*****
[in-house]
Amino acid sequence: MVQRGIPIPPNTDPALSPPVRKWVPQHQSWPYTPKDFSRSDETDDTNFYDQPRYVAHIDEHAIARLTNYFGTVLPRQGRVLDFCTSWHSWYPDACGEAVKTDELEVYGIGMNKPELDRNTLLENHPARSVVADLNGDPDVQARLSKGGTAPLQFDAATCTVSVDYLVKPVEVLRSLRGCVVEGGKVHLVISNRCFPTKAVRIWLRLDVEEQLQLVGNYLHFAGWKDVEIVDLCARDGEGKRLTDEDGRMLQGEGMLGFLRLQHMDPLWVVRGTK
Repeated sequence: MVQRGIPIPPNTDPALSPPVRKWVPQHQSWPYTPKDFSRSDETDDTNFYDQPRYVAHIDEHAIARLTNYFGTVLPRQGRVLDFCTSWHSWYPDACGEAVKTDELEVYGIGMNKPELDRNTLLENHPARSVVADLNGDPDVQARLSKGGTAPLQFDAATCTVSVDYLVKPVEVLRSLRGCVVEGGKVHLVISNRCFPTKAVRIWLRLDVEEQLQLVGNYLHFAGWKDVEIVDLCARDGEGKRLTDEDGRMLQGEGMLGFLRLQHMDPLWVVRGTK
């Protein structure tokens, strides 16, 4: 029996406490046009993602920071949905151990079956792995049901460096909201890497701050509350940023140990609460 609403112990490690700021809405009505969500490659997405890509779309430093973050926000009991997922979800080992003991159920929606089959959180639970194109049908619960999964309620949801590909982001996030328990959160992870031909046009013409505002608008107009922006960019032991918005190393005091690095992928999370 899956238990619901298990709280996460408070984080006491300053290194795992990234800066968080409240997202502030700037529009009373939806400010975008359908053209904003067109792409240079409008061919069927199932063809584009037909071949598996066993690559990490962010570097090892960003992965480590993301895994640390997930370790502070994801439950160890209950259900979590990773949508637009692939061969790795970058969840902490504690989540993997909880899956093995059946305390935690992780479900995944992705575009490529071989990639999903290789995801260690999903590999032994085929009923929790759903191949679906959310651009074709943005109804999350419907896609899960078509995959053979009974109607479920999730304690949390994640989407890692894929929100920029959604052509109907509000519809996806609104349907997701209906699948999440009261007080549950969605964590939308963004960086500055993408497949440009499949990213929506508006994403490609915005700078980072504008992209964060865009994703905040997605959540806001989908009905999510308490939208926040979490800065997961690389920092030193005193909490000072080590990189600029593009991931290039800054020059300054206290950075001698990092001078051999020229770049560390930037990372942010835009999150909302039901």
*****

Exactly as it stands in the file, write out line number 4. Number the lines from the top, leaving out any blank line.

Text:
């Protein structure tokens, strides 16, 4: 029996406490046009993602920071949905151990079956792995049901460096909201890497701050509350940023140990609460 609403112990490690700021809405009505969500490659997405890509779309430093973050926000009991997922979800080992003991159920929606089959959180639970194109049908619960999964309620949801590909982001996030328990959160992870031909046009013409505002608008107009922006960019032991918005190393005091690095992928999370 899956238990619901298990709280996460408070984080006491300053290194795992990234800066968080409240997202502030700037529009009373939806400010975008359908053209904003067109792409240079409008061919069927199932063809584009037909071949598996066993690559990490962010570097090892960003992965480590993301895994640390997930370790502070994801439950160890209950259900979590990773949508637009692939061969790795970058969840902490504690989540993997909880899956093995059946305390935690992780479900995944992705575009490529071989990639999903290789995801260690999903590999032994085929009923929790759903191949679906959310651009074709943005109804999350419907896609899960078509995959053979009974109607479920999730304690949390994640989407890692894929929100920029959604052509109907509000519809996806609104349907997701209906699948999440009261007080549950969605964590939308963004960086500055993408497949440009499949990213929506508006994403490609915005700078980072504008992209964060865009994703905040997605959540806001989908009905999510308490939208926040979490800065997961690389920092030193005193909490000072080590990189600029593009991931290039800054020059300054206290950075001698990092001078051999020229770049560390930037990372942010835009999150909302039901």